Difference between revisions of "Placental abruption"

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**Amount of external bleeding may not correlate with severity
**Amount of external bleeding may not correlate with severity
===Risk Factors=== <ref> Rosen's </ref>
===Risk Factors===  
#Advanced maternal age
#Advanced maternal age <ref>Rosen's</ref>
#Prior placental abruption
#Prior placental abruption

Revision as of 05:14, 20 February 2015


  • Premature separation of placenta from uterus
  • Usually occurs spontaneously but also associated w/ trauma (even minor trauma)
  • Usually occurs at >15 weeks gestation
  • Must be considered in pts who p/w painful vaginal bleeding near term
  • Abruption may be complete, partial, or concealed
    • Amount of external bleeding may not correlate with severity

Risk Factors

  1. HTN
  2. Trauma
  3. Smoking
  4. Advanced maternal age [1]
  5. Prior placental abruption
  6. Thrombophilia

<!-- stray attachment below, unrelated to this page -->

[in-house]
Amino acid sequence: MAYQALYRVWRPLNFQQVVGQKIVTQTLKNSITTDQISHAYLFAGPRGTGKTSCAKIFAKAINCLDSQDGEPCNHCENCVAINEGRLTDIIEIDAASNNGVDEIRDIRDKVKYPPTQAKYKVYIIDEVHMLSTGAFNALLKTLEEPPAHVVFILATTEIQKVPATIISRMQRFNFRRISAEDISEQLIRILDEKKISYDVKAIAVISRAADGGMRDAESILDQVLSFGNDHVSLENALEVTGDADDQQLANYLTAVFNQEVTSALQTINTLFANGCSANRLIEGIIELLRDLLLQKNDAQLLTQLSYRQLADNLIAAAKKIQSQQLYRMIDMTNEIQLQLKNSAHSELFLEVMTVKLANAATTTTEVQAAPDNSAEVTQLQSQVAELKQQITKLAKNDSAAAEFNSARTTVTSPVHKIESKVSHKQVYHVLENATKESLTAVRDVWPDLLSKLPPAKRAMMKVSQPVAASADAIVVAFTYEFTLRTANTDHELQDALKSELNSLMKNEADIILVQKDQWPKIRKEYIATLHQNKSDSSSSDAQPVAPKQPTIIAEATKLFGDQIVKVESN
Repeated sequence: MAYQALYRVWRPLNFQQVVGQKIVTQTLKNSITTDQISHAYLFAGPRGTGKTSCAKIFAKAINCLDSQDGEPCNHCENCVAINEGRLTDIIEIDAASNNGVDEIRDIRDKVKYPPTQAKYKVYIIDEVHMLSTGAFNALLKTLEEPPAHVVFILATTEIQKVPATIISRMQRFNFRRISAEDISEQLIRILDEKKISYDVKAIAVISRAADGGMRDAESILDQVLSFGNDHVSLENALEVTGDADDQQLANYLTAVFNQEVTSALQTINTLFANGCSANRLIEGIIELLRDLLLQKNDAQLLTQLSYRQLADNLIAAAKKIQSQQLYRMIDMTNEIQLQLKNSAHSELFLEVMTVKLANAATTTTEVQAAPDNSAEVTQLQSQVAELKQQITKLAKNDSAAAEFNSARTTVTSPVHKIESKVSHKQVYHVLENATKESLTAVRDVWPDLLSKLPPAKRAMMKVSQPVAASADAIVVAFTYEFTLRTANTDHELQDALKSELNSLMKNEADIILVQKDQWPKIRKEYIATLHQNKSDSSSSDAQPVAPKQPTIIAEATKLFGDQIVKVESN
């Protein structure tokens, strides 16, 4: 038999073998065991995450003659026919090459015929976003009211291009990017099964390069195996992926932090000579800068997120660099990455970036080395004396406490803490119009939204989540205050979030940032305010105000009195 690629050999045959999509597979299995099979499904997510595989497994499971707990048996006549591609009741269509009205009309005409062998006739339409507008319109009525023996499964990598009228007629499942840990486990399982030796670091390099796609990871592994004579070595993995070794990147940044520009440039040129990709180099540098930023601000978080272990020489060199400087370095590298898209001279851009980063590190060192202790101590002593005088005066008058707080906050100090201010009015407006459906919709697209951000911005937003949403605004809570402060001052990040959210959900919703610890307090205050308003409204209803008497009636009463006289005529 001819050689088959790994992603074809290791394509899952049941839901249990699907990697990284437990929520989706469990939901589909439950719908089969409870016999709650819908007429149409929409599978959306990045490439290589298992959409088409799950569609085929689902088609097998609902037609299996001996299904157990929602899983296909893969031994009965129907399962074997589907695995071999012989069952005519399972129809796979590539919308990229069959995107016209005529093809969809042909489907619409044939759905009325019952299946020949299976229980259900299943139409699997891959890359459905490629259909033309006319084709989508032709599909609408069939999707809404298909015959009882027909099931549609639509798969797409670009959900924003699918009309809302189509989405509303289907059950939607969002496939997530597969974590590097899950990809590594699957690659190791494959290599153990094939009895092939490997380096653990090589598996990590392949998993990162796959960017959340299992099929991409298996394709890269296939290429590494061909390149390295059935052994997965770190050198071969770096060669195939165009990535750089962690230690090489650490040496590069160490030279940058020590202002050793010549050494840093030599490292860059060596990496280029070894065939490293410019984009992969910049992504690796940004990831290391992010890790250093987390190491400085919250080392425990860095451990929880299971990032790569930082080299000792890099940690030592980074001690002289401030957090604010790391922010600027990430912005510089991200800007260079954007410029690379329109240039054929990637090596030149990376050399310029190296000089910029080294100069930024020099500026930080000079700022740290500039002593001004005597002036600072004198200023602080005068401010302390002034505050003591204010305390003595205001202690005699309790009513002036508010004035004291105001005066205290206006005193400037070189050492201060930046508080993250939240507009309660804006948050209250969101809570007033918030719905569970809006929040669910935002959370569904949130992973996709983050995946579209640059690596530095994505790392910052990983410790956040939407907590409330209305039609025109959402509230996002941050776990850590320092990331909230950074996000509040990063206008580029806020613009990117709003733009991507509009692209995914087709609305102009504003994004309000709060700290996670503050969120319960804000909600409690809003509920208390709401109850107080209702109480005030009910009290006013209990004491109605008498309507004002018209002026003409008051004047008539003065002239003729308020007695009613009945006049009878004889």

7. Cocaine abuse
  8. History of C-section or other uterine sx

Clinical Features

  • Painful vaginal bleeding (may be absent if retroplacental)
  • Severe uterine pain
  • Uterine contractions
  • Hypotension
  • N/V
  • Back pain
  • Premature labor
  • Fetal distress
  • Increasing fundal height

Differential Diagnosis

Abdominal Pain in Pregnancy

The same abdominal pain differential as non-pregnant patients, plus:

<20 Weeks

>20 Weeks

Any time


  1. Type + Cross
  2. CBC
  3. DIC panel
  4. US
    1. Sp, not Sn (as low as 24% sensitive)
    2. Cannot be used alone to r/o dx if negative
    3. Can r/o previa


  1. Fluid resuscitation
  2. Transfuse blood products (as needed)
  3. Emergent OB/GYN consult
    1. If unavailable consider C-section in ED


  1. Maternal
    1. Hemorrhagic shock
    2. DIC
    3. Uterine rupture
    4. Multi-organ failure
  2. Neonatal
    1. Neurodevelopmental abnormalities
    2. Death - 67 to 75% rate of fetal mortality



See Also

Vaginal Bleeding (Main)

  1. Rosen's